Stack Overflow is a community of 4.7 million programmers, just like you, helping each other.

Join them; it only takes a minute:

Sign up
Join the Stack Overflow community to:
  1. Ask programming questions
  2. Answer and help your peers
  3. Get recognized for your expertise

In a project using scipy and numpy, should I use scipy.pi, numpy.pi, or math.pi?

Ten minutes on google and Stack Overflow doesn't give an answer.

share|improve this question
2  
No, the fact that all these modules provide the constant tells me that there's some reason for that? – Douglas B. Staple Sep 28 '12 at 18:39
1  
It's because you don't always use all of them, and you'd not want to install and import a module just to get Pi. – Lev Levitsky Sep 28 '12 at 18:40
1  
@DouglasB.Staple: The only reason is so if you are using just one of the three modules, you can conveniently have access to pi without having to import another module. They're not providing different values for pi. – BrenBarn Sep 28 '12 at 18:41
1  
@BrenBarn OK Thanks. Please add that to your answer below; I'll accept when the minimum time elapses. – Douglas B. Staple Sep 28 '12 at 18:44
5  
@LevLevitsky I just started using python and I noticed that there's a difference between math.exp and numpy.exp (numpy.exp can take a list but math.exp wants a float). So I didn't think it was a dumb question... – Douglas B. Staple Sep 28 '12 at 18:49
up vote 65 down vote accepted
>>> import math
>>> import numpy as np
>>> import scipy
>>> math.pi == np.pi == scipy.pi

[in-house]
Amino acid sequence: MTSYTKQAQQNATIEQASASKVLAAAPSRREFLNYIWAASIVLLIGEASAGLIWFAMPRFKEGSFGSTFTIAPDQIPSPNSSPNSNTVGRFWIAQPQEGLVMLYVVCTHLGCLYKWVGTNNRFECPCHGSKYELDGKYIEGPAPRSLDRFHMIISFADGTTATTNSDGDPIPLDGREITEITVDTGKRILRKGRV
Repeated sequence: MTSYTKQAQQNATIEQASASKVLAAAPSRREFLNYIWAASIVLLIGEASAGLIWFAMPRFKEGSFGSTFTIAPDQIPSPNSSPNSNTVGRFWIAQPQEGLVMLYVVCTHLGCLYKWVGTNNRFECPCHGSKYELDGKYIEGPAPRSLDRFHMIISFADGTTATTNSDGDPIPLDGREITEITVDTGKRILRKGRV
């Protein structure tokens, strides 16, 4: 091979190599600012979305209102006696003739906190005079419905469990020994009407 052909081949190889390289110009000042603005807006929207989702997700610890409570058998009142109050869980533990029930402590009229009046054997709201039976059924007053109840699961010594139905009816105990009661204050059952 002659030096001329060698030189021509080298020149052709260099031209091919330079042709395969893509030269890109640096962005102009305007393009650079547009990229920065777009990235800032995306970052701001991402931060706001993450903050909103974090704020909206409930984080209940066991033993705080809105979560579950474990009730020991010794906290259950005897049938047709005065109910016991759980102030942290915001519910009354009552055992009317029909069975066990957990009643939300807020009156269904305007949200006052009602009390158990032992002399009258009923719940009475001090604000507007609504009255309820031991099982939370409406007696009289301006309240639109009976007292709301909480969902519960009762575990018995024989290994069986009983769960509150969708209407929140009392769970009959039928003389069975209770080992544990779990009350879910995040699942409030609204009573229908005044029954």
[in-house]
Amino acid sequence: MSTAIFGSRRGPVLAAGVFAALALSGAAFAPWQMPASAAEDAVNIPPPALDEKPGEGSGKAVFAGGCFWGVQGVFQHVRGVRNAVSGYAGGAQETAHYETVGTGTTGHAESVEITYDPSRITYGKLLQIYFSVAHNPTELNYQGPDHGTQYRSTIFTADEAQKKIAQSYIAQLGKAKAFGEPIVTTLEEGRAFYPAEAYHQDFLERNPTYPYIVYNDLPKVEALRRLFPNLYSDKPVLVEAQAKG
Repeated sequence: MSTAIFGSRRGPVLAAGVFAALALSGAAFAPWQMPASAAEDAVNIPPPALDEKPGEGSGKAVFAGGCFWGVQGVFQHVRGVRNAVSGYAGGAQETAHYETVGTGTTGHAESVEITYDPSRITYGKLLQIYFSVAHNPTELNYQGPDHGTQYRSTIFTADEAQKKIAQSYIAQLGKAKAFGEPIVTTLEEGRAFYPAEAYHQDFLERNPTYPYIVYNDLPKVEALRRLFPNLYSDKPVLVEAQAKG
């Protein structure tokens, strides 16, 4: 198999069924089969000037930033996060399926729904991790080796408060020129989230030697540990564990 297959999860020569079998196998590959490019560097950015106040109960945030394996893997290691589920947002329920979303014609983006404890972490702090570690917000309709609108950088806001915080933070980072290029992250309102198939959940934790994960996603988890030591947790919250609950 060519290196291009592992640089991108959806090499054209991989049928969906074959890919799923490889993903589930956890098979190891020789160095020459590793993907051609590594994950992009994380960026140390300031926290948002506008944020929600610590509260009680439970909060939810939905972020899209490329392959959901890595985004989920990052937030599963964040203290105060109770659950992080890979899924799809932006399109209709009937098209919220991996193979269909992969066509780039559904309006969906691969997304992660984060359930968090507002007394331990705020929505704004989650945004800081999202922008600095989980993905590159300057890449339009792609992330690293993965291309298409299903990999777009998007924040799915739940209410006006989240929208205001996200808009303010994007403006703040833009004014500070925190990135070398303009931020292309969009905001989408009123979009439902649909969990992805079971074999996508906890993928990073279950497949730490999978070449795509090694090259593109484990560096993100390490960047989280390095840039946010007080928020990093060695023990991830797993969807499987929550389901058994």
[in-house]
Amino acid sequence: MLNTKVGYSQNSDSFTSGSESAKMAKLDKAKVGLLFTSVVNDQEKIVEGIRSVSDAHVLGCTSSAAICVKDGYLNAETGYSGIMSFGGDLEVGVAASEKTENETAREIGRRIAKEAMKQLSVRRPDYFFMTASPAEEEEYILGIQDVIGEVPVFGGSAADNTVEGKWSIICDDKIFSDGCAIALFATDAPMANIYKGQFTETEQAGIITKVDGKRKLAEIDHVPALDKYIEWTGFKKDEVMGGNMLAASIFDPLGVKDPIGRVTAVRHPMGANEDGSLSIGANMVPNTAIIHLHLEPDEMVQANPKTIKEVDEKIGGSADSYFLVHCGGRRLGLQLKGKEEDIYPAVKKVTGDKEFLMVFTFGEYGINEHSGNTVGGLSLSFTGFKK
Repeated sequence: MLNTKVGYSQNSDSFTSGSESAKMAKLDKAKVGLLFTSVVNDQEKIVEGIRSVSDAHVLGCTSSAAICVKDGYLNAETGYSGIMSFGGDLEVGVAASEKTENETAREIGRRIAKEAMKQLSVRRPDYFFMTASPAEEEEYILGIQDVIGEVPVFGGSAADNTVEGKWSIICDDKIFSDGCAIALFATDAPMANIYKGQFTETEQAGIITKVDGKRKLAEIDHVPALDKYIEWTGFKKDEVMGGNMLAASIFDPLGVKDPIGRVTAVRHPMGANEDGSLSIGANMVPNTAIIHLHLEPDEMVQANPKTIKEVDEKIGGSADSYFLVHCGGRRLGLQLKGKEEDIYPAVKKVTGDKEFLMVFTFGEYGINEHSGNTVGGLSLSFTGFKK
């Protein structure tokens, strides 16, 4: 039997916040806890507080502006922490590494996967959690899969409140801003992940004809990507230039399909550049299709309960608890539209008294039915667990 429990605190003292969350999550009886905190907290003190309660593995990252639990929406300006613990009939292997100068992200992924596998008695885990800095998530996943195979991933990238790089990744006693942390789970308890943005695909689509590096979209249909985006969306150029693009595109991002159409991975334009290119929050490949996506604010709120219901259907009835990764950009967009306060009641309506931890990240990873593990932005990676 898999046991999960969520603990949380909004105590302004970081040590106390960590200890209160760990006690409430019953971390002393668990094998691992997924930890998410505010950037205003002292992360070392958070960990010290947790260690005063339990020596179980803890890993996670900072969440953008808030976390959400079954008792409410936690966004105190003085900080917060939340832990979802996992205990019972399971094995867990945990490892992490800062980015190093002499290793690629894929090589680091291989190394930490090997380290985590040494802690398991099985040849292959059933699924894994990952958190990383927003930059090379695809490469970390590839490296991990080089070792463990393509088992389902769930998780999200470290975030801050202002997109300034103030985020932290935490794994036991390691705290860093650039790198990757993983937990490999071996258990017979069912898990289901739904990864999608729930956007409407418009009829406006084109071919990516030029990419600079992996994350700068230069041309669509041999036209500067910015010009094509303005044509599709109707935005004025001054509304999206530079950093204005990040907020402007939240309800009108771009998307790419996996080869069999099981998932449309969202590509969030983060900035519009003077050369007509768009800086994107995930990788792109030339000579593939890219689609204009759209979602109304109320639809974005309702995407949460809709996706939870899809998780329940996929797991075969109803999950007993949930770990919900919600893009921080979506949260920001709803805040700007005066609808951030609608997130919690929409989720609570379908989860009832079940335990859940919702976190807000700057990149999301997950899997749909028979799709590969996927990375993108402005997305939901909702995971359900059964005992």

True

So it doesn't matter, they are all the same value.

The only reason all three modules provide a pi value is so if you are using just one of the three modules, you can conveniently have access to pi without having to import another module. They're not providing different values for pi.

share|improve this answer
6  
All other things being equal, I would use math.pi simply because it is in the standard library if the module doesn't depend on numpy or scipy otherwise -- But as you say, use pi in whichever module you're importing to begin with because they're all the same value. – mgilson Sep 28 '12 at 18:46

One thing to note is that not all libraries will use the same meaning for pi, of course, so it never hurts to know what you're using. For example, the symbolic math library Sympy's representation of pi is not the same as math and numpy:

import math
import numpy
import scipy
import sympy

print(math.pi == numpy.pi)
> True
print(math.pi == scipy.pi)
> True
print(math.pi == sympy.pi)
> False
share|improve this answer
1  
Why is SymPy supposed to have different value?!... – Roboticist May 20 '15 at 19:07
1  
sympy Pi isn't stored as a constant/float, it's an object that contains the constant – Naib Jun 15 '15 at 8:53
    
Neat. While this answer looks like a rehash of the popular one, it actually brings something that I was looking for to the table. Thanks for including sympy. – Mad Physicist Jan 26 at 23:15

Your Answer

 
discard

By posting your answer, you agree to the privacy policy and terms of service.

Not the answer you're looking for? Browse other questions tagged or ask your own question.